my sandbox a private page where an article can be developed before it is actually posted on Wikipedia

my preferences profile information and preferences as to notification about articles one is involved with

my watchlist articles I have worked on or otherwise wish to be notified about if changes are posted

my contributions a detailed description of every edit I have done

additionally, each article has a revision history link that shows at least the last 500 edits, and probably goes back to the beginning of the article, and each contribution is attributed to the editor who did it.

dappled_leaves's avatar

@anartist I love reading the talk page!

whitecarnations's avatar

@anartist I agree that is respectable. But it doesn’t stop professors from wanting multiple sources. Fact checking should fall into the same as social gatherings, the more the merrier :D

dappled_leaves's avatar

@whitecarnations Umm… professors? I’d be surprised if you could find a university professor who would allow Wikipedia as a source.

As to mining Wikipedia for sources for research papers, you have so many superior tools for this at the university level that you’d be wasting your time hoping to find appropriate sources at Wikipedia. If you don’t know what I’m talking about, please spend some time with a university librarian for more information, because you’re missing out.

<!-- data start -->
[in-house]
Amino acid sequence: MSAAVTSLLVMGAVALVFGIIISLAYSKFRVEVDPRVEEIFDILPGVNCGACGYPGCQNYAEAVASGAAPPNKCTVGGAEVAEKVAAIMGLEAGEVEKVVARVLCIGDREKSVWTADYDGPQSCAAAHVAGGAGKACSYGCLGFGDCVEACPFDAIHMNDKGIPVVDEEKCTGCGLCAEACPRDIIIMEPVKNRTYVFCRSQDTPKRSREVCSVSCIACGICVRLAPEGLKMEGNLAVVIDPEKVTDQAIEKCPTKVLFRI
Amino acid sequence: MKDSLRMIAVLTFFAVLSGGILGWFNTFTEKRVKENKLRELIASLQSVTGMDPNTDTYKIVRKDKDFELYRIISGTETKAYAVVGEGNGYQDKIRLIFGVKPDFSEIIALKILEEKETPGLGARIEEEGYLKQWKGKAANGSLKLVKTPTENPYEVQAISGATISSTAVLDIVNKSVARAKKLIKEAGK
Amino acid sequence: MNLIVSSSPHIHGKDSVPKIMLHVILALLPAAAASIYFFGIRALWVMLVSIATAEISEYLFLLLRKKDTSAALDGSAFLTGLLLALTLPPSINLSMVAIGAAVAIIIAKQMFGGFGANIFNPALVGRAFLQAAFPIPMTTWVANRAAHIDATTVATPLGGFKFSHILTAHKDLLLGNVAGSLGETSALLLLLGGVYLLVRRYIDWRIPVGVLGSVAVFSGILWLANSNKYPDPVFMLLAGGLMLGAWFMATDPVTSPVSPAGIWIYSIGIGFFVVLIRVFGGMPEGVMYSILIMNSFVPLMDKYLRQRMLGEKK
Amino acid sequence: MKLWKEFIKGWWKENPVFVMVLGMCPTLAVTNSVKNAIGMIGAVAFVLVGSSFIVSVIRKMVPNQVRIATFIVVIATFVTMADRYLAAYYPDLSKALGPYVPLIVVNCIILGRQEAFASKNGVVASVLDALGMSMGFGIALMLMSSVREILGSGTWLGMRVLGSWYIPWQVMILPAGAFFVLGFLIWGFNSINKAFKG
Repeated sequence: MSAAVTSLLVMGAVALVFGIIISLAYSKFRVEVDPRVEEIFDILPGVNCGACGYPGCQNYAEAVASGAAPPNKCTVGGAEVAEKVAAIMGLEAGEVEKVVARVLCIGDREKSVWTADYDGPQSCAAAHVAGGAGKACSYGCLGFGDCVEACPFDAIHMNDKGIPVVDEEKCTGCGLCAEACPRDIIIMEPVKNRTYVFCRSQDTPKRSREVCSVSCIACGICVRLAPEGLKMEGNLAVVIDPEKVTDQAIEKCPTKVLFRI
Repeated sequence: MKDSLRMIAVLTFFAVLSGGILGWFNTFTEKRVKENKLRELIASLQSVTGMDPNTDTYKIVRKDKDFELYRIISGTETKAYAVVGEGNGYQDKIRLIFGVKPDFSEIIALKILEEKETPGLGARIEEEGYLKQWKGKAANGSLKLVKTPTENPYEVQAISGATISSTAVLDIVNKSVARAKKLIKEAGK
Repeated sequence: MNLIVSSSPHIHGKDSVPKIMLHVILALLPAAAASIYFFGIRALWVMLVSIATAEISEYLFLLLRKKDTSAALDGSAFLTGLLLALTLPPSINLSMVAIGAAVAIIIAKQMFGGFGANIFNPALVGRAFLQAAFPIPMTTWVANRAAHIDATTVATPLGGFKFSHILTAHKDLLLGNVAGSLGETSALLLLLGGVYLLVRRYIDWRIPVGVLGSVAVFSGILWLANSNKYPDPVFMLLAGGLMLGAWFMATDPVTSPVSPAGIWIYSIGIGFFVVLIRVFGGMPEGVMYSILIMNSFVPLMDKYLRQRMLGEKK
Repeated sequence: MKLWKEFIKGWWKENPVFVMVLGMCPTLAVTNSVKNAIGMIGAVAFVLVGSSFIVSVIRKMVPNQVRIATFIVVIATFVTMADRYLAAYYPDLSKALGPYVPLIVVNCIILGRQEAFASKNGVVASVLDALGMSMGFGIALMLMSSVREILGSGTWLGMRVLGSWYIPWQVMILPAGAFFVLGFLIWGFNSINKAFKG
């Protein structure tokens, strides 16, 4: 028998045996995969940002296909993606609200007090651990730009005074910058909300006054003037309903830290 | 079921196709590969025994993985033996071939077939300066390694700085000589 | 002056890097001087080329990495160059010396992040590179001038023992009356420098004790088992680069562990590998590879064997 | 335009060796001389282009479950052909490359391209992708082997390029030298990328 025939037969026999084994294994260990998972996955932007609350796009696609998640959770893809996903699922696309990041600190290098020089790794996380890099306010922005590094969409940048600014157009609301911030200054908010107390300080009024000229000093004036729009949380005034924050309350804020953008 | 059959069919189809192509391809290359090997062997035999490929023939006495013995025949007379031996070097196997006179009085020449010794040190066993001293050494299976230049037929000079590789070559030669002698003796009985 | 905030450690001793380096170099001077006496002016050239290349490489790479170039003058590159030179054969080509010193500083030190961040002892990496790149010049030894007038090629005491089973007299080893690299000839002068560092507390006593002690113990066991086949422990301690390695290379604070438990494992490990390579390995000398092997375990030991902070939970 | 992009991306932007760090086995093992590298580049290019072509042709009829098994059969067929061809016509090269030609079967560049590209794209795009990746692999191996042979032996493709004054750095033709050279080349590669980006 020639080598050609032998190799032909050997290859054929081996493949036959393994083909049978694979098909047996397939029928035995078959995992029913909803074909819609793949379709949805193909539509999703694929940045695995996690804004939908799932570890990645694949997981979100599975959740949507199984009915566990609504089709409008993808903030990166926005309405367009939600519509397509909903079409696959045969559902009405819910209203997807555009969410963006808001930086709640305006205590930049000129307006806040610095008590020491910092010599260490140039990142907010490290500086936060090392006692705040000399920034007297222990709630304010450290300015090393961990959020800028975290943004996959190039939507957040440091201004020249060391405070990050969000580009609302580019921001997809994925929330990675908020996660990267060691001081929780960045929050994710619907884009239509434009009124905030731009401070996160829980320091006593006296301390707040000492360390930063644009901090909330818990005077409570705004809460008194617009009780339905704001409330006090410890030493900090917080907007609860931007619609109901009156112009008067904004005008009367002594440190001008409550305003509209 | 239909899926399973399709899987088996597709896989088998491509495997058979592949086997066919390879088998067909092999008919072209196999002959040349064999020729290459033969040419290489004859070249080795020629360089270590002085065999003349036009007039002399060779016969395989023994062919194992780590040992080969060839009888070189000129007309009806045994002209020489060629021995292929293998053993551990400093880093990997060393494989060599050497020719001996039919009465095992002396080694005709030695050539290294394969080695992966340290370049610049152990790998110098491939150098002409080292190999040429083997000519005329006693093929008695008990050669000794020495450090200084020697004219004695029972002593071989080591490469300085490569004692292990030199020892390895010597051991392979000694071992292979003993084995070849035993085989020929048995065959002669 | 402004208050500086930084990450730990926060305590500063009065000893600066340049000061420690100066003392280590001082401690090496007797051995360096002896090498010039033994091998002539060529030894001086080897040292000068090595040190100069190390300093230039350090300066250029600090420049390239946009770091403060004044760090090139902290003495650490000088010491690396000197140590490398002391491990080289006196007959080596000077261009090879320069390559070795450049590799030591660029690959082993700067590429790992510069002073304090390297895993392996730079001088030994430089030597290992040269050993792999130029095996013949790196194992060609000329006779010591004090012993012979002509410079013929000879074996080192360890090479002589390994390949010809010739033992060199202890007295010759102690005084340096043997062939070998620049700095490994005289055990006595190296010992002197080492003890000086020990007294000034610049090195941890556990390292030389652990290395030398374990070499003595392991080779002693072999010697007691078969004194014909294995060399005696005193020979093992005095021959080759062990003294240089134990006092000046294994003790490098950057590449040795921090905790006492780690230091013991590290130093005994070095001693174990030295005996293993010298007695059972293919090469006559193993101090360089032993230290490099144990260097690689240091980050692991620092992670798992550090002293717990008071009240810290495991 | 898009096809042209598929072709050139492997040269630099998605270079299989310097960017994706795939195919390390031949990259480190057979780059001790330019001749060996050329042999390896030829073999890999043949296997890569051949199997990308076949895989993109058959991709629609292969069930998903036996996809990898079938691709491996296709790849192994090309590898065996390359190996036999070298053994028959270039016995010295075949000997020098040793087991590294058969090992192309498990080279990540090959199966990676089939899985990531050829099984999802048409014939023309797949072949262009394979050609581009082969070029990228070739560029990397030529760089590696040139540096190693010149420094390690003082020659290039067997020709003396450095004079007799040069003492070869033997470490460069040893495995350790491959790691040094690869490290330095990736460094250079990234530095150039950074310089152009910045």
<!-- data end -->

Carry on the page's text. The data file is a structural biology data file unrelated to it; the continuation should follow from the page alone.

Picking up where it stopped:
YARNLADY's avatar

@dappled_leaves I agree with your assessment about University Level research. For the casual reader like myself, wikipedia is a good starting place.

Aethelflaed's avatar

@dappled_leaves I would agree with you, that professors won’t allow Wikipedia. In fact, they actually could stand to loosen up on the issue; I have one professor who will randomly interrupt her lecture to talk about how we can’t use Wikipedia in papers, and another two who won’t let students use other things (like, more non-wikipedia sources than are assigned, or Google Search) because it might lead students to cite and/or plagiarize from Wikipedia.